Q12: How do I know what to do? How to start? What my kid needs? Etc? Etc?
This one is easy: buy my book.
LOL!! But seriously! I spent time to write an ebook that answers all those questions about what your kid will need for high school and how to make sure they won’t miss anything important. My ebook helps YOU do the research and make the decisions, so that YOU ARE CONFIDENT about your plan for your teen. See it here: Cure the Fear of Homeschooling High School: How to Be SURE You’re Not Missing Anything.
Related: Episode 66 – Ann’s Timeline for Homeschooling High School
Q13: How will homeschooling high school benefit my teen?
Your teen has the opportunity to FLOURISH in the homeschool environment in ways that would not be possible at the public school.
For instance, your teen will gain confidence in their individuality, rather than being subjected to peer pressure and the need to fit in. I am STILL working through issues that started because I wanted so badly to be accepted by the kids at school — aren’t you??
Another benefit is that your kid who has a special interest will have time to pursue it. Music, weather, archeology, the history of armaments — whatever it is, your kid won’t be always rushing back and forth to school or doing homework. There will be time to delve deeply into what they are curious about — AND they can earn credit for it!
And don’t forget that they will be getting enough REST. Sleep is so crucial at this age — when they have the chance to sleep in, or take a nap as needed, a lot of issues are averted.
They have the opportunity to get a job during the day. That’s another one.
The benefits of homeschooling high school really are numerous — I’ve listed more here: 10 Reasons Why You Will LOVE Homeschooling Your Teen.
Q14: Where can I find support for this? There’s no one around here that is doing it.
This is a sad but true reality for many. It was the same for me for many years.
One of the best ways to get ongoing support will be to join my mailing list. Then you will get my weekly newsletter with encouragement and information to keep you going. You can do that by putting your email address in any of the forms on this website, such as up in the sidebar or on my About page, here: About Annie & Everything. I promise I won’t spam you or give/sell your email address to anyone!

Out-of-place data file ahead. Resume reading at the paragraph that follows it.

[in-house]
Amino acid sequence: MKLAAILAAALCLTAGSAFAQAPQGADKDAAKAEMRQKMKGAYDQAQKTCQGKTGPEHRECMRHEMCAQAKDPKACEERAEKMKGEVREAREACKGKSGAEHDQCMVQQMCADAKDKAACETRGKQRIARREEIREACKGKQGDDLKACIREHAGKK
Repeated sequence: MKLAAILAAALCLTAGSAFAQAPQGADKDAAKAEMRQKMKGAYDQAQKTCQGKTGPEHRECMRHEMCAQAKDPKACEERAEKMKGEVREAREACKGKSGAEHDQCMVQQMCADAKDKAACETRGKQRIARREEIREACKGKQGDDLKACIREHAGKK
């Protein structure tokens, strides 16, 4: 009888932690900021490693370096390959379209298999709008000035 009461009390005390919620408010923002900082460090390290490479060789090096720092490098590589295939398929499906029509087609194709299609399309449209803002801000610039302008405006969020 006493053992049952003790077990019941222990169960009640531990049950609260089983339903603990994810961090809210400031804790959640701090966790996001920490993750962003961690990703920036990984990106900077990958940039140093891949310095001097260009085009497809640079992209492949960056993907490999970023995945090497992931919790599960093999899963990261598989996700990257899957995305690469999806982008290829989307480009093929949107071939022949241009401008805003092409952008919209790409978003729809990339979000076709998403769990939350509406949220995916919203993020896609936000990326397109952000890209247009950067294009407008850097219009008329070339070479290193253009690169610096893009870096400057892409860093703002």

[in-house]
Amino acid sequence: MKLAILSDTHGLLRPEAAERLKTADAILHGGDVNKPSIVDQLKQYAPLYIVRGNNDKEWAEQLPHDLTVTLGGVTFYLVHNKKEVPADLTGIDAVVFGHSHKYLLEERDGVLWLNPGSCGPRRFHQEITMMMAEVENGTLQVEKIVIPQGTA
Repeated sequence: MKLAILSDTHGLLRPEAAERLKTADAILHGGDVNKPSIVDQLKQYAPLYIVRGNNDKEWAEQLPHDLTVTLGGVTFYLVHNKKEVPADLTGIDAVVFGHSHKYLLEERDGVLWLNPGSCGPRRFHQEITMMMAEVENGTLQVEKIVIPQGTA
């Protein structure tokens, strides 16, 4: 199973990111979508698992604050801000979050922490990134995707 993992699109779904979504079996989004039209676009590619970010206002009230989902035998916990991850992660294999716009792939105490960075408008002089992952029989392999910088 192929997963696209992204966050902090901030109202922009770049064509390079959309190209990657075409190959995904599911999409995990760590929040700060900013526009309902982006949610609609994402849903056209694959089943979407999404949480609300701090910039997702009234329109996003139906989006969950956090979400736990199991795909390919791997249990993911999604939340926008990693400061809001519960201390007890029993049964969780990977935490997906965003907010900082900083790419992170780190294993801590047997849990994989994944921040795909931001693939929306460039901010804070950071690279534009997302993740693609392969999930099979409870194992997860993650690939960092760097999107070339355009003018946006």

Another great place to get support from moms just like you is in my Facebook group called It’s Not that Hard to Homeschool High School. Currently there are almost 30K members who are all either homeschooling high school or interested in doing it. Conversations abound about curriculum options, planning, motivation, etc.! Just request to join, answer the questions, and you can ask anything you like — as long as it relates to homeschooling high school, of course!
I hope you’ve enjoyed your excursion to two different blogs today! More importantly, I hope many of your questions about homeschooling high school have been answered, and you are encouraged to press on! HUGS!!
- Episode 95: An Announcement and an Introduction - February 17, 2023
- Episode 94: Help! I’m a Failure as a Homeschool Mom! - February 3, 2023
- Episode 93: How to Transition to High School — by Alyssa Woolf - December 16, 2022
5 thoughts on “Homeschooling High School Q&A”
So many great questions answered here — thank you! I’ll be sharing this.
You’re so awesome, Mary! Thanks! :-)
Pinned!! Thanks for all these answers. :) We are starting high school next year and while I know we’ll find our way through it helps to have some idea of what to expect before starting.
Yay, I’m so glad to help, and welcome to the wonderful world of homeschooling high school! :-)
Your comment on question 9 concerning test scores made me think about the recent trend to remove test scores from consideration on college applications. This is happening at big name schools like the University of Chicago.
I read this will be replaced with greater consideration of non-academic” factors such as extracurricular activities, leadership skills, community service and “whether you’ve overcome obstacles in your life.”
This should only increase the excitement for homeschooling since students are more efficient with their time anyway compared with a public/private school student. Right?